American-Statesman. Hunter’s friends, who also took the drug, told police they all experienced negative side effects. One other friend was hospitalized. A memorial service was held Saturday at Northwood Church in Keller, Texas. Hunter was from North Richland Hills, a suburb of Forth Worth. According to an online obituary, Hunter was chapter sweetheart for Tau Kappa Epsilon, a fraternity at the University of Texas. She was also a member of the Bobcat Ice Babes, an organization that supports and markets the Texas State hockey team. Hunter’s parents told the Austin AmericanStatesman they hope her death will serve as a message of the dangers of illegal drug use.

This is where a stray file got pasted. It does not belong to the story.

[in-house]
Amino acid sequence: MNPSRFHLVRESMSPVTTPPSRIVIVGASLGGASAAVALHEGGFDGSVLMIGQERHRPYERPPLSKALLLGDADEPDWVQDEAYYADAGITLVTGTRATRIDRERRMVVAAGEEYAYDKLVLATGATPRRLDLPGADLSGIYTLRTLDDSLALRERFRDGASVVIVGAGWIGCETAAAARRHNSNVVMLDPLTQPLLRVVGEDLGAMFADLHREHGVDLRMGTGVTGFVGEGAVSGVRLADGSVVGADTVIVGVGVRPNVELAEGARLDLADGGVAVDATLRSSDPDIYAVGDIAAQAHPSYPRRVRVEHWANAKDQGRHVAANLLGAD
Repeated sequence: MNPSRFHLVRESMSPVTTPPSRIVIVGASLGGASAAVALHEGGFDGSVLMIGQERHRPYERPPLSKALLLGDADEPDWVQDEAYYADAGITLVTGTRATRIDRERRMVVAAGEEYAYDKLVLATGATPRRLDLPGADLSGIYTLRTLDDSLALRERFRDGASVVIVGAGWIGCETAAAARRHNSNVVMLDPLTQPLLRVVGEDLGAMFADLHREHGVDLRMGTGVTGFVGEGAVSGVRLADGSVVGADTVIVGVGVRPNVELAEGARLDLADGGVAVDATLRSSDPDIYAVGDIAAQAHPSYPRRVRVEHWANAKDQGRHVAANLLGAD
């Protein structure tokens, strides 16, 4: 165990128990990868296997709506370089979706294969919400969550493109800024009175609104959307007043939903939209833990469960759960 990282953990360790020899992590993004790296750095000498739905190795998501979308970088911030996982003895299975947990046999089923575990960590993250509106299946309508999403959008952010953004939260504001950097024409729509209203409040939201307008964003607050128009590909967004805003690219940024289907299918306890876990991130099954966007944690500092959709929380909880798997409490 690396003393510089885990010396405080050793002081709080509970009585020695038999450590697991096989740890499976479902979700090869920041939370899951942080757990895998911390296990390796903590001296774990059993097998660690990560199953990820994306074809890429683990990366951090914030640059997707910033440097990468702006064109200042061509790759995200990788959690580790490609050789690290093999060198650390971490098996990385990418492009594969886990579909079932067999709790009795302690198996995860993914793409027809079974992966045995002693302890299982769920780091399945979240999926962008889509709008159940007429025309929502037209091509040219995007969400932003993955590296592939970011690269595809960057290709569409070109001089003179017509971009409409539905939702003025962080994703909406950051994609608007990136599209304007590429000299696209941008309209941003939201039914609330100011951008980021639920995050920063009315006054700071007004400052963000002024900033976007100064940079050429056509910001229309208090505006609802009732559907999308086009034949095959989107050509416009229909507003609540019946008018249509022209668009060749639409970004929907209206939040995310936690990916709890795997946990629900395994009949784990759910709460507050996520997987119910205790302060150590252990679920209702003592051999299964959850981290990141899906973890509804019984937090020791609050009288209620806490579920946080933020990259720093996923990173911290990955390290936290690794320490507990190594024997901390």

Department of Criminal Justice awarded $389,690 grant By Frank Campos Jr. NEWS REPORTER The Department of Criminal Justice at Texas State received a $389,690 grant Sept. 15 from the National Institute of Justice (NIJ) to study the causes of wrongful convictions and criminal investigative failure. The grant will start Jan. 1 2015. Kim Rossmo, university endowed chair in criminology, and Christine Sellers, director of the School of Criminal Justice, are in charge of research, and they plan to make the most out of the funding the school has received, Rossmo said. Rossmo submitted the proposal for the grant and is now the principle investigator. As a 20-year veteran of the police force, Rossmo saw many signs of possible criminal investigative failures and hopes he can help make a difference with the grant. Wrongfully convicting someone is a major flaw in the justice system and can be prevented by ensuring those who investigate the crime do it properly by ultimately arresting and convicting the right person, he said. “It is fundamental to our concept of justice to arrest the right person,“ Rossmo said. “We must seek the truth, and figure out how and why these investigations have gone so wrong.” Texas led the charge in convictions over